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96 of 98 people found the following review helpful
on December 13, 2005
As someone who maintains two free trading websites that attract a reasonable amount of traffic, I am regularly asked to review (read: promote) various trading services, software programs, books, and other products. The vast majority of these requests I decline. Almost everything I review is something that I have used or currently use myself and have found helpful to my own trading. In this review, I will bundle two related books: Stock Trader's Almanac 2006 by Yale and Jeffrey A. Hirsch and The Almanac Investor by Jeffrey A. Hirsch and J. Taylor Brown. Although there is inevitable overlap between these volumes, they meet different needs.

I am a short-term trader by design-my holding periods average minutes, not days or weeks-so the information found in the Stock Trader's Almanac is most helpful to me as context. The Almanac is a spiral-bound book that is designed as a desktop companion for traders. Much of it consists of a calendar annotated with historical trading tendencies for that day, major holidays and market-moving events, and thought-provoking quotes. A typical notation in the calendar, for example, reads, "Week After Triple Witching Dow Up 11 of Last 14". Next to days that have significant historical directional tendencies, there is a picture of a bull or bear. That is the kind of context that is helpful to a short-term trader.

Where the Almanac shines, however, is in its pattern-based research. Among the broader patterns described in the book are market tendencies following bullish and bearish Januaries; best performing months in the market; best performing days of the week; and best performing months of quarters. Such information is useful context to longer-term investors as well as traders. Literally dozens of seasonal patterns are detailed in the book. It's a true research accomplishment.

This brings us to The Almanac Investor. It's a larger book, subtitled "Profit from Market History and Seasonal Trends". The first part of the book is organized month by month, reviewing the seasonal and historical patterns associated with that month's trading. As such, it is an organized review of the major findings of the Almanac. The next segment of The Almanac Investor is arranged by time frame and details trading patterns that range from half-hourly to weekly, monthly, annual, and beyond. A fascinating section revisits George Lindsay's "Three Peaks and a Domed House" pattern-something probably unknown to many newer traders who never experienced Lindsay's pioneering work. (For the record, his observations on "separating declines" and "middle sections" of moves might be more valuable than his more eye-catching peaks and dome pattern).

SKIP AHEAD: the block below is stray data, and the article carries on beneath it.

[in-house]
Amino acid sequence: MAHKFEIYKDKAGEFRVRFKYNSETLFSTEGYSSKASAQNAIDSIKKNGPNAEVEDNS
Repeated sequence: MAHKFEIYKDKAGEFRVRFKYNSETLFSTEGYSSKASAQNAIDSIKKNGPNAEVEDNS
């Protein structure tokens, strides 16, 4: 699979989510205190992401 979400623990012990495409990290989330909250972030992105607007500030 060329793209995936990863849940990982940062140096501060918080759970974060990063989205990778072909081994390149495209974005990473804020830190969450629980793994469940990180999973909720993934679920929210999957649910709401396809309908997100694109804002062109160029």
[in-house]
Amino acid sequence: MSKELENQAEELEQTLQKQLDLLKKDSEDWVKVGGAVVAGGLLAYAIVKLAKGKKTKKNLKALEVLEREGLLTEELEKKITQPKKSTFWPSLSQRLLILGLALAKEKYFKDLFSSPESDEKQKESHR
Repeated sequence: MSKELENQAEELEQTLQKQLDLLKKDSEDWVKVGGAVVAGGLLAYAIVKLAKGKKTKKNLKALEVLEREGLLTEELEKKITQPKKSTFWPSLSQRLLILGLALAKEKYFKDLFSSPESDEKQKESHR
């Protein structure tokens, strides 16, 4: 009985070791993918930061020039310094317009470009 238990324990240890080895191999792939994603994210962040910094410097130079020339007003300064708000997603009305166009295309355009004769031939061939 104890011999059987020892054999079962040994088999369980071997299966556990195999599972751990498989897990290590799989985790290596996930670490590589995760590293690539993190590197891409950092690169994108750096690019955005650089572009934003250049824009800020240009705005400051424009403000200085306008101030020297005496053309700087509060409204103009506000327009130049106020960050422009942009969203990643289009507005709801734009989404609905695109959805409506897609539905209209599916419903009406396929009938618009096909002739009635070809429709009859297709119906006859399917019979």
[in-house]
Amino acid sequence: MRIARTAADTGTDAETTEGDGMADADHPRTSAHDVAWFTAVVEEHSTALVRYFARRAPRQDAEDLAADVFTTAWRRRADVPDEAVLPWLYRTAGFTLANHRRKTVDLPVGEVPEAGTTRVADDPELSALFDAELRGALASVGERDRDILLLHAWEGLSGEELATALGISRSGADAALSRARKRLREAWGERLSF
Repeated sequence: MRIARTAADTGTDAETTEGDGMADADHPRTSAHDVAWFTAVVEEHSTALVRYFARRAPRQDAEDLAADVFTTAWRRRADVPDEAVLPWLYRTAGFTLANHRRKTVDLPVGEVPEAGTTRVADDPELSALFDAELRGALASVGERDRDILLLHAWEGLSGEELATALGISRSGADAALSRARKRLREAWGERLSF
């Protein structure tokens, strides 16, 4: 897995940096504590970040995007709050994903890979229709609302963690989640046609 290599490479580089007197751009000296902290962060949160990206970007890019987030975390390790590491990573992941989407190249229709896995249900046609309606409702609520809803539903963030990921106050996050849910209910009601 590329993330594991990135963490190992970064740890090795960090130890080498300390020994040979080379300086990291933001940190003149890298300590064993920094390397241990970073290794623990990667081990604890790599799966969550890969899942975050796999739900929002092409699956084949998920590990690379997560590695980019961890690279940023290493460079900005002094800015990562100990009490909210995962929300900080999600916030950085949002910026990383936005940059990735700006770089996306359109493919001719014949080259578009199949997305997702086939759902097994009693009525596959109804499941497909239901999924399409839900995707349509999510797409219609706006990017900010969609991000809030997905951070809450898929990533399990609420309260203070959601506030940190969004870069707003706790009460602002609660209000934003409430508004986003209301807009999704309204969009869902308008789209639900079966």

The next section of the book is where it really shines. There is a detailed accounting of the seasonal patterns associated with various market sectors, using long-term historical data with sector indices to establish the tendencies. For instance, The Almanac Investor tells us that the banking sector tends to be strong from October through June, but natural gas issues trade well from February to June. From these data, seasonal trading strategies with sector-based portfolios can be constructed. A very useful compilation of all available exchange-traded funds (ETFs), along with their price histories and major holdings, is designed to help readers implement such portfolios.

If I had to put it in a nutshell, I'd say that the Stock Trader's Almanac is a day-to-day desktop tool for staying on top of daily and larger market patterns; The Almanac Investor is a tool for trading those historical and seasonal tendencies. Both are clearly organized and well-written. My only caveat is that the analyses do not include actual statistical tests of significance, which is understandable given that they are not academic treatises. If you set alpha (the probability of chance occurrence below which you're willing to say a finding is significant) at .05 and then run analyses on every day, month, season, and year, you're bound to identify a number of tendencies that occur by chance alone. For that reason, I would not trade any of these patterns mechanically. I do, however, focus on the most robust patterns and utilize them as context for trade ideas. That alone makes both volumes highly worthwhile.
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21 of 22 people found the following review helpful
on March 28, 2006
The Almanac Investor is a welcome addition to Hirsch's long-standing and indispensable annual Stock Trader's Almanac. Jeff Hirsch has co-authored the almanac with J. Taylor Brown, a VP at the Hirsch Organization. The 500+ page soft cover almanac provides investors and traders with useful insights into the stock market's performance over almost six decades. There are recurring patterns in the stock market and those who study history can put the odds in their favor. The Almanac is divided into three parts:

Part I covers indicators and patterns (e.g., weekly, monthly and annual data, the 4 year presidential cycle, the decennial cycle, bull and bear markets since 1990, and how war and peace impacted the markets).

Part II reviews seasonal sector investing and focuses on the best months to own 19 sector indexes (e.g., semiconductor, real estate, oil, and healthcare products) and their performance statistics. Each sector's performance is tracked on four pages pinpointing the performance during the best seasonal periods compared to buy-and-hold, a price chart typically ten years in duration, the top stocks of the index, the best and worst months performance, and the performance by each month of the best monthly time period. At a glance the reader can easily spot the trends that are persistent over time.

ETFs have grown tremendously in volume and importance over the past few years, and the almanac provides detailed information on most of them in Part II. There is a separate chapter devoted to almost 200 ETFs, including a description of the ETF, its top ten holdings, top sectors, and recent price chart. An index lists all the ETFs alphabetically, as well as by their category (e.g., large cap, Latin America, software, etc.) for those investors who want to compare the ETF composition and performance by category.